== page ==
Boston held a celebration to honor the life of Martin Luther King Jr. on Monday, where Mayor Marty Walsh said the city's "special attention" to the holiday in King's name stems from his relationship with Boston and the city's commitment to ending inequality.
Walsh and Boston University presented "A Day of Celebration in Honor of Rev. Dr. Martin Luther King, Jr.," the university's 49th commemoration of King, who earned his doctorate in systematic theology at the school.
"In Boston, we devote special attention to this day. That's because of the Kings' relationship to our city. It's because of our commitment in addressing the wrongs of our past and ending the inequities of our present," Walsh said during the virtual event.
The mayor said he felt the pandemic has "exploited, exposed and deepened the injustices in our society," furthering inequalities in areas such as health care, housing and job opportunities. Walsh called upon the city's residents to commit to anti-racism.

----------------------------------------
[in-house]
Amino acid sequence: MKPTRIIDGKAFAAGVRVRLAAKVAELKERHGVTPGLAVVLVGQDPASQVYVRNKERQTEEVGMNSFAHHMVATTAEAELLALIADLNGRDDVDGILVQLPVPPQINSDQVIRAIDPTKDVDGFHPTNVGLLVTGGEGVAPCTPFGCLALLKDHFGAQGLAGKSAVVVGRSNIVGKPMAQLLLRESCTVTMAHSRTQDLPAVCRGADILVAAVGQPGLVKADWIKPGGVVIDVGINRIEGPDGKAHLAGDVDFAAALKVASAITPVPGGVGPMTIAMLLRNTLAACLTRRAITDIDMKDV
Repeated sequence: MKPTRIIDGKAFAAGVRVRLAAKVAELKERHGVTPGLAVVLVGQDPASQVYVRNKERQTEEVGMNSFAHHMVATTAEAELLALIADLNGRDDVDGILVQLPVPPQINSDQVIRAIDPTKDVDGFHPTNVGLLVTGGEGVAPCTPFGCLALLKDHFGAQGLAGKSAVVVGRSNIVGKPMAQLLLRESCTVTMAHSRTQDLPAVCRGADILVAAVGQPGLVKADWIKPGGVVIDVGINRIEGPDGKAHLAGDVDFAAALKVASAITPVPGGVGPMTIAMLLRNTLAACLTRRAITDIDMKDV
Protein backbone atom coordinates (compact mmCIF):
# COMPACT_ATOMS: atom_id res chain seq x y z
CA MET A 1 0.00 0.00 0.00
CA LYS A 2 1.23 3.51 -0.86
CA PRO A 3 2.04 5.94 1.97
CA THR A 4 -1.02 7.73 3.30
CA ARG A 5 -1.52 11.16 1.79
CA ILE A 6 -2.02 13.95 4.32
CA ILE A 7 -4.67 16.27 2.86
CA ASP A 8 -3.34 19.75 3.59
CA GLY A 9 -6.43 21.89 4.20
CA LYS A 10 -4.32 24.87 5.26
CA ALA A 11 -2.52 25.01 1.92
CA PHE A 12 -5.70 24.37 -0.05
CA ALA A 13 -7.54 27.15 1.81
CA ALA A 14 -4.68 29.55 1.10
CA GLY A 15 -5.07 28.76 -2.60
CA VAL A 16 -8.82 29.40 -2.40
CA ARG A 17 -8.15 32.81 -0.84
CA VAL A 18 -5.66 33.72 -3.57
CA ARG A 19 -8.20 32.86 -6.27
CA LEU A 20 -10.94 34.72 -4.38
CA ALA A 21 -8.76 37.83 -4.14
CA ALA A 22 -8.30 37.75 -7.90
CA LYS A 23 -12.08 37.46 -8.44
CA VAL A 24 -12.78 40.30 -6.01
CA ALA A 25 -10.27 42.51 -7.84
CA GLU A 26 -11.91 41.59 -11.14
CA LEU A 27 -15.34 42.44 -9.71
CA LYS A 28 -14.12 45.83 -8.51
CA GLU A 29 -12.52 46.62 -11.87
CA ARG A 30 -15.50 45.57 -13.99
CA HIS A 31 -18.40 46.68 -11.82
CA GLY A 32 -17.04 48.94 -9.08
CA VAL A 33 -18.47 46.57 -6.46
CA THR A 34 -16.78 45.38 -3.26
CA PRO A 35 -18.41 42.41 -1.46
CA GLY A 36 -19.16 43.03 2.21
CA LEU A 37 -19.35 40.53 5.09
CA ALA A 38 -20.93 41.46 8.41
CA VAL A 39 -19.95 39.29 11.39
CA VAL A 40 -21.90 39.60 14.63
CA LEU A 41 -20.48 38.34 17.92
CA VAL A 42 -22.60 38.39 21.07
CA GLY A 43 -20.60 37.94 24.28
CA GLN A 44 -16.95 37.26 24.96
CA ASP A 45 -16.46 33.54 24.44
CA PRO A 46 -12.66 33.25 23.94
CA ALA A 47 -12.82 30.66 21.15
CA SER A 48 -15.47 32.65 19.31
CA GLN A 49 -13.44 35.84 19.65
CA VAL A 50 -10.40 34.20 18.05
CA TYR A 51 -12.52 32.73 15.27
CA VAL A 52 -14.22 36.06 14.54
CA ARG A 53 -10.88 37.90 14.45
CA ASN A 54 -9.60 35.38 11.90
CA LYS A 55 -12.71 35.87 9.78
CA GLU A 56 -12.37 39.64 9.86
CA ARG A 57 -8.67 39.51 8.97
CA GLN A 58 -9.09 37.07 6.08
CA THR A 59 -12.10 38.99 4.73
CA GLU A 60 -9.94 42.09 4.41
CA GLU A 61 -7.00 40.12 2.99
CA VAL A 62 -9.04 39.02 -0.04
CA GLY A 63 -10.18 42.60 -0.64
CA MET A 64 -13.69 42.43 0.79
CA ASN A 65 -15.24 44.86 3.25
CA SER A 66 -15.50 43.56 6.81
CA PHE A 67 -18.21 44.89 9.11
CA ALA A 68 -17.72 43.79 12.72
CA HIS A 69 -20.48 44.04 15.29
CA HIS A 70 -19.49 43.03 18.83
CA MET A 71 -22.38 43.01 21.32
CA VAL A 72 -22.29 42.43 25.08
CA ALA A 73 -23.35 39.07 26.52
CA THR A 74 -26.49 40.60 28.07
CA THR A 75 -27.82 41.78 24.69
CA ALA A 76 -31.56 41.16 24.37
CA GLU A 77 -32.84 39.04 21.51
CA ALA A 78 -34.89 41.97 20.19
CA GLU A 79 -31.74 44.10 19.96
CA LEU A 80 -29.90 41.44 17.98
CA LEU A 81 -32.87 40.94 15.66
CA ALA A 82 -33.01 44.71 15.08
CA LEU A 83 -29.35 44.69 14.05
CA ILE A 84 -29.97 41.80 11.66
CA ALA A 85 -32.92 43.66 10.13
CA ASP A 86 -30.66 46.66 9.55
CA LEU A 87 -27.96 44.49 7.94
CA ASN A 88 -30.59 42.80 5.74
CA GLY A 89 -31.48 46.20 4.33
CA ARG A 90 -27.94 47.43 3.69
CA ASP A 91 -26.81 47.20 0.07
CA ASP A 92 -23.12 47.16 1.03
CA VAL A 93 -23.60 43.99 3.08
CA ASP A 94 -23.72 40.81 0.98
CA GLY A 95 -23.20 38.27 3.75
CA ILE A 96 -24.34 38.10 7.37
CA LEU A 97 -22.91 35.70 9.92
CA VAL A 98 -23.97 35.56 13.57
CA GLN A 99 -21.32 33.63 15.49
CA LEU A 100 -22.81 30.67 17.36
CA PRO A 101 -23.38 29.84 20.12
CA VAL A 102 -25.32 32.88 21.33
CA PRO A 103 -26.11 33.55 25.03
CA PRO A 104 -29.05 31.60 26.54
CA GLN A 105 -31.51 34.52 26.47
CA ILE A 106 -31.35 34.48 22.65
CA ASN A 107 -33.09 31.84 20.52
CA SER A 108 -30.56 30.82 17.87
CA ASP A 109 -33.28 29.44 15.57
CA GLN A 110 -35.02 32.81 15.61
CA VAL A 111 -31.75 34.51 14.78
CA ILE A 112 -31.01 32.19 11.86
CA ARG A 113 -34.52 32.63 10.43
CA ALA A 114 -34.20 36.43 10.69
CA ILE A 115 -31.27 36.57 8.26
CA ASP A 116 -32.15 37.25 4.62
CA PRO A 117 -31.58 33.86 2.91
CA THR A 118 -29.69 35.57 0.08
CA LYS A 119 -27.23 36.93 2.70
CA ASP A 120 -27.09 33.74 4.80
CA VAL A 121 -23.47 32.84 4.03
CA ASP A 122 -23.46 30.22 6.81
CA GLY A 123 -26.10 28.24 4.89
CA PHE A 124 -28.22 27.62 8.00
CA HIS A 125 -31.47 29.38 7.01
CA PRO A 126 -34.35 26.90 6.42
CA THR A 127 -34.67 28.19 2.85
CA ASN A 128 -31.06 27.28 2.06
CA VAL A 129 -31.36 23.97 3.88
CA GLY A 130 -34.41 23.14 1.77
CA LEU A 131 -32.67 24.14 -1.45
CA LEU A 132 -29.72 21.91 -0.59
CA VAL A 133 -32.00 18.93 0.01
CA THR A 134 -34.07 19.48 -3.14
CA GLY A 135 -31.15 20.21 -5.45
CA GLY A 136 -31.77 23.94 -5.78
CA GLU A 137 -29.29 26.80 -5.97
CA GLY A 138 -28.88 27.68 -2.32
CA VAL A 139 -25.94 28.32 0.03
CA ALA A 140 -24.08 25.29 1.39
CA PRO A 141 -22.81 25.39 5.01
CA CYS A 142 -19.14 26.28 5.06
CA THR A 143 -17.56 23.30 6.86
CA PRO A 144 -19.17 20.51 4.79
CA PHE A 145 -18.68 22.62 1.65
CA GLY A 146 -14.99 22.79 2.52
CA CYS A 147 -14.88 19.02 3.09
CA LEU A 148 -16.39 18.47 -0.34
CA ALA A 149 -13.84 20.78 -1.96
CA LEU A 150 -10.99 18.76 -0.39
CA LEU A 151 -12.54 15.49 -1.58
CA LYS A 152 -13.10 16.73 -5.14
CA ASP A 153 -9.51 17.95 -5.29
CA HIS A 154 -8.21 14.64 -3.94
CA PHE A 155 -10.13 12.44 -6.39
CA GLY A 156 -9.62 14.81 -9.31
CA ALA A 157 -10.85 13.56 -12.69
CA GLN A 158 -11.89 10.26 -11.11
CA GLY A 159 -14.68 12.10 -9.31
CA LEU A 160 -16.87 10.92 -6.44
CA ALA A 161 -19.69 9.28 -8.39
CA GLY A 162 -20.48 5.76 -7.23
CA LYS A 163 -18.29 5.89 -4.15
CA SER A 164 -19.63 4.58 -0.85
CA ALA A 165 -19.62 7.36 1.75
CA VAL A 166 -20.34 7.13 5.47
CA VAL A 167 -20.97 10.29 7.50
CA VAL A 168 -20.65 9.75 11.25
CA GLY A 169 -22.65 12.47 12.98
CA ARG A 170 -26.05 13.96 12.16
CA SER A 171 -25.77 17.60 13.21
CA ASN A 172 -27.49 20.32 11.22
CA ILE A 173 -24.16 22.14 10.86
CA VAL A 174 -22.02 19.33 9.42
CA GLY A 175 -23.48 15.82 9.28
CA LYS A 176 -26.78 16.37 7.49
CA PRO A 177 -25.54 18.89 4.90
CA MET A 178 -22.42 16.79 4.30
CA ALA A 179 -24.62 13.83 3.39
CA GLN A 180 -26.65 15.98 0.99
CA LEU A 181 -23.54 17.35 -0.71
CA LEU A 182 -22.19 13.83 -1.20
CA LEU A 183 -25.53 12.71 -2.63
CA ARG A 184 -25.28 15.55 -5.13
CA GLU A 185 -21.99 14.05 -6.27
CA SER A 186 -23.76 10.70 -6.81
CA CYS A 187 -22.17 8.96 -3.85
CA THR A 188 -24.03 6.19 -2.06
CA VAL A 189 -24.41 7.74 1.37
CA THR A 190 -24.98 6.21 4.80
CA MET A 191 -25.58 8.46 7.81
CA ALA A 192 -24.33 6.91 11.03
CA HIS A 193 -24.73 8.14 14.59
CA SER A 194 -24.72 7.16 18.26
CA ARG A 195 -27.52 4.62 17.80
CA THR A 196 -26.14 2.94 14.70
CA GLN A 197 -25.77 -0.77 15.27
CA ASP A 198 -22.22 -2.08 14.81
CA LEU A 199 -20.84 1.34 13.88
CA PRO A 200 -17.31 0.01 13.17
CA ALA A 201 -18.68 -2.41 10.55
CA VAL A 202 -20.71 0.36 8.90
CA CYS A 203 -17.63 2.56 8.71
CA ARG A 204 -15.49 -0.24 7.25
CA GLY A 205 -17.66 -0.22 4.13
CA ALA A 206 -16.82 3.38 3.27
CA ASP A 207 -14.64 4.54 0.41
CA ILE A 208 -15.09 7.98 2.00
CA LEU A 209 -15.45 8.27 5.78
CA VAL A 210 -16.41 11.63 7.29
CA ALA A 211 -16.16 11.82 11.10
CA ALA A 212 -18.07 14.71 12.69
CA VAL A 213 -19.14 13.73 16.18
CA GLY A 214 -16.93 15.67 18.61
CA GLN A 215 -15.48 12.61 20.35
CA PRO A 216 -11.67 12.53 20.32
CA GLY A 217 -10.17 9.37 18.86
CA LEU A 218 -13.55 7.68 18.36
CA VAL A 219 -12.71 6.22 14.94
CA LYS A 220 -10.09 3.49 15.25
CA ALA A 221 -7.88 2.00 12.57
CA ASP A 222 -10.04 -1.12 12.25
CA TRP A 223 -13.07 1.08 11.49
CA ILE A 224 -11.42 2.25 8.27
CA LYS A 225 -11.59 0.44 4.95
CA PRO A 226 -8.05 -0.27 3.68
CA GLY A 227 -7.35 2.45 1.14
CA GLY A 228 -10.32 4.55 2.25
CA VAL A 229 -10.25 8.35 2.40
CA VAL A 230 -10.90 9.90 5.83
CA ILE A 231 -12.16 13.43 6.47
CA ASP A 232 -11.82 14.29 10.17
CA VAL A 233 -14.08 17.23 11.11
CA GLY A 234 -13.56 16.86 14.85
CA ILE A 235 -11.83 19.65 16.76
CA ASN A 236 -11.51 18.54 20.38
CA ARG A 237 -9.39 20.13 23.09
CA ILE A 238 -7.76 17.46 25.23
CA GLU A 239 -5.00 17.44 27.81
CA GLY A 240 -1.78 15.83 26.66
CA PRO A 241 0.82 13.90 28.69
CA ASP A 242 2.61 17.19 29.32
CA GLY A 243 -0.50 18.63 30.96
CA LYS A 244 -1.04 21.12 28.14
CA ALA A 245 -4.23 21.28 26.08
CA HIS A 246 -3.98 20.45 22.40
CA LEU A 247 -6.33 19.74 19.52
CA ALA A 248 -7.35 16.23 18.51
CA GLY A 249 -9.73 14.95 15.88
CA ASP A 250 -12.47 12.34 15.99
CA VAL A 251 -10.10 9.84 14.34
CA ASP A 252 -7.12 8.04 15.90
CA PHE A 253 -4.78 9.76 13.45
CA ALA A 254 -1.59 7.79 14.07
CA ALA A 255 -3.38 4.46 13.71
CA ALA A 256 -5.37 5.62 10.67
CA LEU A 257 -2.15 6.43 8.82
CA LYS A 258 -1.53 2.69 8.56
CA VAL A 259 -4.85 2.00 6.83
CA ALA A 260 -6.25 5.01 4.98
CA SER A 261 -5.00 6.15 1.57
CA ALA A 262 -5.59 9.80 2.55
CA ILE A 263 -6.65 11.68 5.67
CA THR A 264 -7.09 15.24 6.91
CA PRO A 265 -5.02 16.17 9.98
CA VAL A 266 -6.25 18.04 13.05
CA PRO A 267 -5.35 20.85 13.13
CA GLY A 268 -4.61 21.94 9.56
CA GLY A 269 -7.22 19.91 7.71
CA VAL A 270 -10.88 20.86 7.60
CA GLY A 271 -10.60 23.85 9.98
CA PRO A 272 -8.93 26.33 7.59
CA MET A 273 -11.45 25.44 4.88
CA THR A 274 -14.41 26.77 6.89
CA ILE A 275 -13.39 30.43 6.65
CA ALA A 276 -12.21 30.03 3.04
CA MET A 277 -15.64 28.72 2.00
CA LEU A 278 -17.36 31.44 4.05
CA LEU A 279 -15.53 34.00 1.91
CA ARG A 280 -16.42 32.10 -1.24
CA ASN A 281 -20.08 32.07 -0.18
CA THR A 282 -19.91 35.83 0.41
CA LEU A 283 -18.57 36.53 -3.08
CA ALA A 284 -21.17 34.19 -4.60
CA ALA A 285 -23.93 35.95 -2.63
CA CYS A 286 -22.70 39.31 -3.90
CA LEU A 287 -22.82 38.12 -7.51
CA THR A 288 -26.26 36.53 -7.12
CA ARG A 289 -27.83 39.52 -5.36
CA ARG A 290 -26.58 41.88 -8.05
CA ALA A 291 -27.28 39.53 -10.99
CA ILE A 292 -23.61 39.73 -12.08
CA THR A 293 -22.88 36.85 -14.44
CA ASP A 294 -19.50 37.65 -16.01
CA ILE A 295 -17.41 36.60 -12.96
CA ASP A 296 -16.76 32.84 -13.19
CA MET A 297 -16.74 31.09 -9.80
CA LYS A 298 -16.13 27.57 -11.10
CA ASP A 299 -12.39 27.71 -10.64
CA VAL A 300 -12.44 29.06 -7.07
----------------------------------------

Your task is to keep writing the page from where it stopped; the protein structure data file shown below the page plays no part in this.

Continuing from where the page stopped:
Although the city, and country, has some heavy work to do to improve these inequalities, Walsh believes there is hope, he said. He cited the upcoming inauguration of President-elect Joe Biden and Vice President-elect Kamala Harris as a step in the right direction.
Boston University described the event as celebrating "the contributions of the Rev. Dr. King and civil rights leader, activist, and author Coretta Scott King to the Greater Boston community." Guests included Princeton professor of African American studies Eddie Glaude and Boston University professor and Center for Antiracist Research Founding Director Ibram X. Kendi.
Also Monday, Walsh -- who has been nominated to be President-elect Joe Biden's labor secretary and bid the city goodbye in his State of the City speech last week -- participated in the addiction treatment nonprofit Shatterproof's "End Addiction Stigma- Pledge to Help Those Struggling In Your Community" event as part of the National Day of Service.
Walsh has been open about his struggles with addiction and the ways we can help people become sober.
Massachusetts Gov. Charlie Baker spoke at Springfield's virtual Martin Luther King Day event, "The Dream is Calling You," Monday morning.